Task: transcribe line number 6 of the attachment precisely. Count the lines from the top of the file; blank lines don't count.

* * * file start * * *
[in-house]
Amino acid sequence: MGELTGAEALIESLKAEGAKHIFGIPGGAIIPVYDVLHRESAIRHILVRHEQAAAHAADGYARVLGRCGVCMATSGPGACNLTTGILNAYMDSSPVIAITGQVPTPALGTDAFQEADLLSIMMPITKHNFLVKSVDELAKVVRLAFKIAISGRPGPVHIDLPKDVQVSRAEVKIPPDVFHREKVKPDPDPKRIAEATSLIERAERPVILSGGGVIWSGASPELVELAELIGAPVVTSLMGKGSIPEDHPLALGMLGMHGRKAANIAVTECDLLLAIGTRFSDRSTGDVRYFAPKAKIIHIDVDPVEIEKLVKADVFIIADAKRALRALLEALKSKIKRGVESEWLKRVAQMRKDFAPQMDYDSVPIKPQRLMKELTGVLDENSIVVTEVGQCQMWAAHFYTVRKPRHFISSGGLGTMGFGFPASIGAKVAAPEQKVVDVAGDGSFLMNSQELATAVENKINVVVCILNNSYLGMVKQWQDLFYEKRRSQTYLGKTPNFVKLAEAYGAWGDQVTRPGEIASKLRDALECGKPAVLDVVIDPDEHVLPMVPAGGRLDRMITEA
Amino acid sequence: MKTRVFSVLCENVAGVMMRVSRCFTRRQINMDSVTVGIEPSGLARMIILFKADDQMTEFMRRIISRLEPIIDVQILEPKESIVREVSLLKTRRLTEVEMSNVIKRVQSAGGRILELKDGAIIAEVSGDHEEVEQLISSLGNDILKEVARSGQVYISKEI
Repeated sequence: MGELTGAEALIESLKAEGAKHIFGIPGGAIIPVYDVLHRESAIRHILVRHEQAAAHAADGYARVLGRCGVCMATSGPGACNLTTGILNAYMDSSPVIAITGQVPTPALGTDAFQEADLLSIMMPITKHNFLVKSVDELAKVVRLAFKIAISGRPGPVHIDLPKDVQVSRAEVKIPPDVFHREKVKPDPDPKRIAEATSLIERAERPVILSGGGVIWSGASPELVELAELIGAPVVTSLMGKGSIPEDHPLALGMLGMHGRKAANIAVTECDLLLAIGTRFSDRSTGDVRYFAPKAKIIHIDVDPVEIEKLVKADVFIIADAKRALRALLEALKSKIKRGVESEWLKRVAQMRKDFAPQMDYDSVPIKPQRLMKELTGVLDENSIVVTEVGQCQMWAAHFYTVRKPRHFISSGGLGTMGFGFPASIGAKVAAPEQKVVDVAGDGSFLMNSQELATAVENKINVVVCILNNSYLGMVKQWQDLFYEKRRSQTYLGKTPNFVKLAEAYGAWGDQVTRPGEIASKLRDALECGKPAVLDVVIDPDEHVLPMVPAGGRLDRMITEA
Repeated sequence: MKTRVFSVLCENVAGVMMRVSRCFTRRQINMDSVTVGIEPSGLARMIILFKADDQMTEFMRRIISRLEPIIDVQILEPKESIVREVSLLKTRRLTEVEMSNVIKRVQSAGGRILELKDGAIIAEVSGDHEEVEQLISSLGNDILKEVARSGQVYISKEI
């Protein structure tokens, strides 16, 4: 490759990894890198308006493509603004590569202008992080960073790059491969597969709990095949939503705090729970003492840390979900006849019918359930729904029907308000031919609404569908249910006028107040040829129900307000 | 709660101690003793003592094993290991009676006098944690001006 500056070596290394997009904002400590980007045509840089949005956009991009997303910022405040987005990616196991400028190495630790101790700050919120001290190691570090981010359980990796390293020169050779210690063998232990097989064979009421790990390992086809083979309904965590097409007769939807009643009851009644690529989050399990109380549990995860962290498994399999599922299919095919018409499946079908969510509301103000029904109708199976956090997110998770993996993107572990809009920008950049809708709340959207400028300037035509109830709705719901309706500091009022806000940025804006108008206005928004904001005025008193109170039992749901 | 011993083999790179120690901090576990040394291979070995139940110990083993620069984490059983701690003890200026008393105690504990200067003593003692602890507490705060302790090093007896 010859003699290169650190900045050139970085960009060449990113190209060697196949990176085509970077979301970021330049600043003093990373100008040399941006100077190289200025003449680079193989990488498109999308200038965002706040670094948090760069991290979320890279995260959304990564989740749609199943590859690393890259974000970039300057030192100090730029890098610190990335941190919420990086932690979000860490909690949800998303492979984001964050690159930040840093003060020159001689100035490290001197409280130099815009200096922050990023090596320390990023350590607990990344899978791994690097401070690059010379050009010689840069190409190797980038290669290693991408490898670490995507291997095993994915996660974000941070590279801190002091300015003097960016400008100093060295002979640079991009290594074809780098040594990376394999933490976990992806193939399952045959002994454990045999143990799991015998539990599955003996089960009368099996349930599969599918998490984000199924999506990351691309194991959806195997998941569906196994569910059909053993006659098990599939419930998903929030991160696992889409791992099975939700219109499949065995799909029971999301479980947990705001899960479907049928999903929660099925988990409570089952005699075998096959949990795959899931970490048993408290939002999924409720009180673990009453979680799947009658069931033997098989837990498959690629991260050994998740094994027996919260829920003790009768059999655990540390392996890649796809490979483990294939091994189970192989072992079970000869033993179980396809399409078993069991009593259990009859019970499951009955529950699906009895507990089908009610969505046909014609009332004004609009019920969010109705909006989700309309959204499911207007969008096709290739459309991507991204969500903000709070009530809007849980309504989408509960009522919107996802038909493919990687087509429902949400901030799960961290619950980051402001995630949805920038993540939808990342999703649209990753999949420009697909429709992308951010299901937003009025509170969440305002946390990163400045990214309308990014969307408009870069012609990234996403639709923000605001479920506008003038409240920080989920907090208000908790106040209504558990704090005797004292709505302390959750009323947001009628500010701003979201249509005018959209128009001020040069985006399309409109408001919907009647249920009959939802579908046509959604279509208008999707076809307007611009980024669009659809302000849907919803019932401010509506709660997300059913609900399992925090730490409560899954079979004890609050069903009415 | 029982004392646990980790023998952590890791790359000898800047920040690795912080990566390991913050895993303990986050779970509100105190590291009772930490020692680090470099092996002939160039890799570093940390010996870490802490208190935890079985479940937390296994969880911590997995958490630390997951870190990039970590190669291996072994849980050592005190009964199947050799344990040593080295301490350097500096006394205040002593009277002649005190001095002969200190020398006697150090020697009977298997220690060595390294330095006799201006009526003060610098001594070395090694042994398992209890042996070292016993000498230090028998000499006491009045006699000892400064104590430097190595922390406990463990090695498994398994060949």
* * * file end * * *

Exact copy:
């Protein structure tokens, strides 16, 4: 490759990894890198308006493509603004590569202008992080960073790059491969597969709990095949939503705090729970003492840390979900006849019918359930729904029907308000031919609404569908249910006028107040040829129900307000 | 709660101690003793003592094993290991009676006098944690001006 500056070596290394997009904002400590980007045509840089949005956009991009997303910022405040987005990616196991400028190495630790101790700050919120001290190691570090981010359980990796390293020169050779210690063998232990097989064979009421790990390992086809083979309904965590097409007769939807009643009851009644690529989050399990109380549990995860962290498994399999599922299919095919018409499946079908969510509301103000029904109708199976956090997110998770993996993107572990809009920008950049809708709340959207400028300037035509109830709705719901309706500091009022806000940025804006108008206005928004904001005025008193109170039992749901 | 011993083999790179120690901090576990040394291979070995139940110990083993620069984490059983701690003890200026008393105690504990200067003593003692602890507490705060302790090093007896 010859003699290169650190900045050139970085960009060449990113190209060697196949990176085509970077979301970021330049600043003093990373100008040399941006100077190289200025003449680079193989990488498109999308200038965002706040670094948090760069991290979320890279995260959304990564989740749609199943590859690393890259974000970039300057030192100090730029890098610190990335941190919420990086932690979000860490909690949800998303492979984001964050690159930040840093003060020159001689100035490290001197409280130099815009200096922050990023090596320390990023350590607990990344899978791994690097401070690059010379050009010689840069190409190797980038290669290693991408490898670490995507291997095993994915996660974000941070590279801190002091300015003097960016400008100093060295002979640079991009290594074809780098040594990376394999933490976990992806193939399952045959002994454990045999143990799991015998539990599955003996089960009368099996349930599969599918998490984000199924999506990351691309194991959806195997998941569906196994569910059909053993006659098990599939419930998903929030991160696992889409791992099975939700219109499949065995799909029971999301479980947990705001899960479907049928999903929660099925988990409570089952005699075998096959949990795959899931970490048993408290939002999924409720009180673990009453979680799947009658069931033997098989837990498959690629991260050994998740094994027996919260829920003790009768059999655990540390392996890649796809490979483990294939091994189970192989072992079970000869033993179980396809399409078993069991009593259990009859019970499951009955529950699906009895507990089908009610969505046909014609009332004004609009019920969010109705909006989700309309959204499911207007969008096709290739459309991507991204969500903000709070009530809007849980309504989408509960009522919107996802038909493919990687087509429902949400901030799960961290619950980051402001995630949805920038993540939808990342999703649209990753999949420009697909429709992308951010299901937003009025509170969440305002946390990163400045990214309308990014969307408009870069012609990234996403639709923000605001479920506008003038409240920080989920907090208000908790106040209504558990704090005797004292709505302390959750009323947001009628500010701003979201249509005018959209128009001020040069985006399309409109408001919907009647249920009959939802579908046509959604279509208008999707076809307007611009980024669009659809302000849907919803019932401010509506709660997300059913609900399992925090730490409560899954079979004890609050069903009415 | 029982004392646990980790023998952590890791790359000898800047920040690795912080990566390991913050895993303990986050779970509100105190590291009772930490020692680090470099092996002939160039890799570093940390010996870490802490208190935890079985479940937390296994969880911590997995958490630390997951870190990039970590190669291996072994849980050592005190009964199947050799344990040593080295301490350097500096006394205040002593009277002649005190001095002969200190020398006697150090020697009977298997220690060595390294330095006799201006009526003060610098001594070395090694042994398992209890042996070292016993000498230090028998000499006491009045006699000892400064104590430097190595922390406990463990090695498994398994060949």